Ayathma Wickramasinghe Professor Sember International Relations June 8, 2018 Propaganda Project “This is America” – Childish Gambino Recently in the United States, gun violence has been a recurring case. From police shootings, mass shootings of popular public areas, and school shootings. “This is America” sung by Childish Gambino portrays and symbolizes the significant events … Read more

1984 Book Two, Chapter 4 Analysis: The Freedom of Love and Rebellion in Orwell’s Classic

 Character Analysis Syme: “He is too intelligent. He sees too clearly and speaks too plainly. The Party does not like such people” (Orwell 33). Intelligence is known as a good quality to possess. People strive to gain intelligence so that it will benefit them. That said, Syme’s intellect is a flaw. After a while, … Read more

Dystopian Futures: 1984 vs Brave New World & Security vs Choice

 1984 vs Brave New World Society often chooses between the safety of its people and the safety of its principles. Either may be compromised for the sake of the other in drastic situations, but ultimately, a balance exists. Who creates this balance and what the balance is like, however, determines how “good” the society … Read more

1984: George Orwell’s Gender Roles & Anti-Feminist Bias

 Emma Chivers English 10 Professor Tricic March 28, 2017 Literary Analysis of Gender Roles in the Novel 1984 In the fictitious novel 1984, George Orwell uses stereotypical female characters to illustrate that men are more powerful physically and intellectually and more important in their place in society. Although Orwell portrays many different characteristics, he … Read more

Control & Manipulation in Orwell’s 1984: Power of Big Brother

 Control and Manipulation of Big Brother Nineteen eighty-four by George Orwell, is a one of a kind novel with amazing themes. In George Orwell’s 1984, the main character, Winston Smith battles with brutality in Oceania, a world where everyone is being belittled and looked closely by the Inner Party. Though, Winston tries to defy … Read more

Ideas of Conformity, Freedom & Individuality in “Metropolis” & “1984”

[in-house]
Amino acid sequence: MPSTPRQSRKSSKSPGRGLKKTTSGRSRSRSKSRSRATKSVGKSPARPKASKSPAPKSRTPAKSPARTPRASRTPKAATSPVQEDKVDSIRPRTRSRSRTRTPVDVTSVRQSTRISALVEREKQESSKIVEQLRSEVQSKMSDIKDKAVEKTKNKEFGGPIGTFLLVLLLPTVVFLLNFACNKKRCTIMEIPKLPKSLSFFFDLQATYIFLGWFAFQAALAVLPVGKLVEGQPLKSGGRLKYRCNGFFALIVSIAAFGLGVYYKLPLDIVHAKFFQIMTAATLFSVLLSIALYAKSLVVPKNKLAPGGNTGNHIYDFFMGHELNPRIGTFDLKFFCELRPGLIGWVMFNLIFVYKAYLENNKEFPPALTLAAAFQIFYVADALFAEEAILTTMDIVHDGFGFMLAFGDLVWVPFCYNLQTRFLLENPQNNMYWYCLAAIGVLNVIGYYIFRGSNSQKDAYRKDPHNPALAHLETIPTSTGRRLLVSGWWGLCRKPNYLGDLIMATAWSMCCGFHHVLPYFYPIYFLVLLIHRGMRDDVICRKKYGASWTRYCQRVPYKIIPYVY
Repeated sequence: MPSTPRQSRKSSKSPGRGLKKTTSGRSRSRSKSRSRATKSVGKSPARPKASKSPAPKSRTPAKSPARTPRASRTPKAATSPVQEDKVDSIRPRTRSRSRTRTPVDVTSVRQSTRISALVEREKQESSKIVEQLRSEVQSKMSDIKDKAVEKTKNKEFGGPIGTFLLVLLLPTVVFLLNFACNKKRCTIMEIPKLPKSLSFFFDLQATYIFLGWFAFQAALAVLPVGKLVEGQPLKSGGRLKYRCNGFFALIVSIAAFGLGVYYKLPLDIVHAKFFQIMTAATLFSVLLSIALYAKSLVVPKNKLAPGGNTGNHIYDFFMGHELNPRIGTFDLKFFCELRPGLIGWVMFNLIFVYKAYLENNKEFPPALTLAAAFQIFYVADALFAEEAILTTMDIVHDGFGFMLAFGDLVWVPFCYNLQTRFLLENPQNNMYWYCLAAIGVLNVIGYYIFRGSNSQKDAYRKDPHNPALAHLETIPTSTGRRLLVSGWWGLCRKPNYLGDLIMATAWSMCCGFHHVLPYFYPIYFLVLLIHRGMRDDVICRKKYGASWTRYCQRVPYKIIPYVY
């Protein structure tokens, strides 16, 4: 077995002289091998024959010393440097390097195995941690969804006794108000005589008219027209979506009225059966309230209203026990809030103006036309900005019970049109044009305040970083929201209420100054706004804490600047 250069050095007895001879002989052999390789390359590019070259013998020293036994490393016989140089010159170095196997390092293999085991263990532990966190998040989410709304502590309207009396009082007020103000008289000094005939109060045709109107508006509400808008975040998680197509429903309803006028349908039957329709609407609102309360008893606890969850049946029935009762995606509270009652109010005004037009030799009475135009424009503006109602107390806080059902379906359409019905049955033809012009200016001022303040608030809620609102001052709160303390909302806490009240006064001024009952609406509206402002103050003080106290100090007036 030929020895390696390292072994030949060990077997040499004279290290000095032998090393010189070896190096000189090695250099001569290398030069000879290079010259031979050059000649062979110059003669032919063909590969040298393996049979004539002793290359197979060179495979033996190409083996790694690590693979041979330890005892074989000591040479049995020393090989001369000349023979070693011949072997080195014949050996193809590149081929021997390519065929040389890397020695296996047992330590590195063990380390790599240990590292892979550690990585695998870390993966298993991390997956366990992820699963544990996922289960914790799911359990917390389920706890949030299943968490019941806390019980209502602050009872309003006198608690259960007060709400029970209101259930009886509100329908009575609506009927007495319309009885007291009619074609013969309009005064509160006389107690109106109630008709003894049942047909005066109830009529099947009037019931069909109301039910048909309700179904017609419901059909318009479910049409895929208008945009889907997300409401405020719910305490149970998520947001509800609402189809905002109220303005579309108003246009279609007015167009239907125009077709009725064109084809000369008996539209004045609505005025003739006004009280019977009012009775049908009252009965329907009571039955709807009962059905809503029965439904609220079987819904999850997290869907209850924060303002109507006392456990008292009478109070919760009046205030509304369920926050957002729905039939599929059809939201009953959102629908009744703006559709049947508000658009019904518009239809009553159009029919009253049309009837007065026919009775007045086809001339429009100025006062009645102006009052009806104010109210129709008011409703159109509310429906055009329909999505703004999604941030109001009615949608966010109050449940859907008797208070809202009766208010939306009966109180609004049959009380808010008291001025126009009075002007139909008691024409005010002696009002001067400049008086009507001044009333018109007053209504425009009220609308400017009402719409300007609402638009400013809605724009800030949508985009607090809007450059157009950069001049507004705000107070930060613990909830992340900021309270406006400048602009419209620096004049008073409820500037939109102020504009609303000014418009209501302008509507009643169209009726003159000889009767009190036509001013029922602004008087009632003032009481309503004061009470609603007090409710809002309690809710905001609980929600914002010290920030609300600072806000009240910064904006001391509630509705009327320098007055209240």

Fritz Lang’s expressionist film, Metropolis (1927) and George Orwell’s Swiftian satire Nineteen Eighty Four (1949) dramatise the impact of repressive governments upon the individual. Lang reflects the anxieties of the Weimar Republic of Germany, under the stresses following the First World War, highlighting the consequences of rapid industrialisation and the subsequent disunity between the … Read more

Indoctrination of Children: Please Do Not Mark Us!

Cyril Connoly once said, ‘While thoughts exist, words are alive and literature becomes an escape, not from, but into living.’ Truly, thoughts are our keys to open the gates of freedom and get away from man’s world of madness and hopelessness. However, if these thoughts are suppressed, then men will lose all sense of individuality … Read more

Nineteen Eighty-Four

Winston Smith is a low-ranking member of the ruling Party in London (in the nation of Oceania). The Party is controlling everything in Oceania likewise it is controlling Winston Smith. Everywhere Winston goes he is being watched by the leader of the Party, known only as Big Brother. Winston is frustrated by the oppression of … Read more

About 1984

1984 is a visionary and disturbing novel, in which a haunting setting in our near future is established. Orwell’s writing implies that the current unbalanced circumstances of the world are enough to throw society, in the span of one generation, into tragedy. He displays a profound cynicism about the ability of the individual heart; its spirit of love and freedom and the power to survive oppressive indoctrination.

The novel is a dystopia, its purpose being ‘a serious vision of society as a single intellectual pattern’ (Gorman Beauchamp). The characters could be seen as mouthpieces of the ideas they present, or the author’s views. Orwell’s politics were not only Left but to the dissident Left, directly contradicting what is one of his key themes in the novel: totalitarianism. Perhaps it is his political view that encourages him to be so vivid in his writing, showing that the effort of The Party’s overwhelming presence of surveillance tools and manipulation of language create a society ripe for exploitation by a less than just political leadership.

1984 can be seen to be a prophecy for our future. ‘The implied prediction [is] that the dawn of the new era is already near at hand’ (Edward Bellemy). This was one interpretation of the novel which was then contradicted by Orwell, as he stated that he didn’t ‘believe that society will necessarily arrive, but could arrive,’ and that ‘totalitarian ideas have taken root in the minds of intellectuals everywhere’. He is alerting us to what could happen via using systems of surveillance to protect us from war, terror and disease. Ultimately, the Party’s argument is what good is freedom if you’re unprotected from foreign aggression? Big Brother would insist that kind of freedom is slavery (one of the slogans).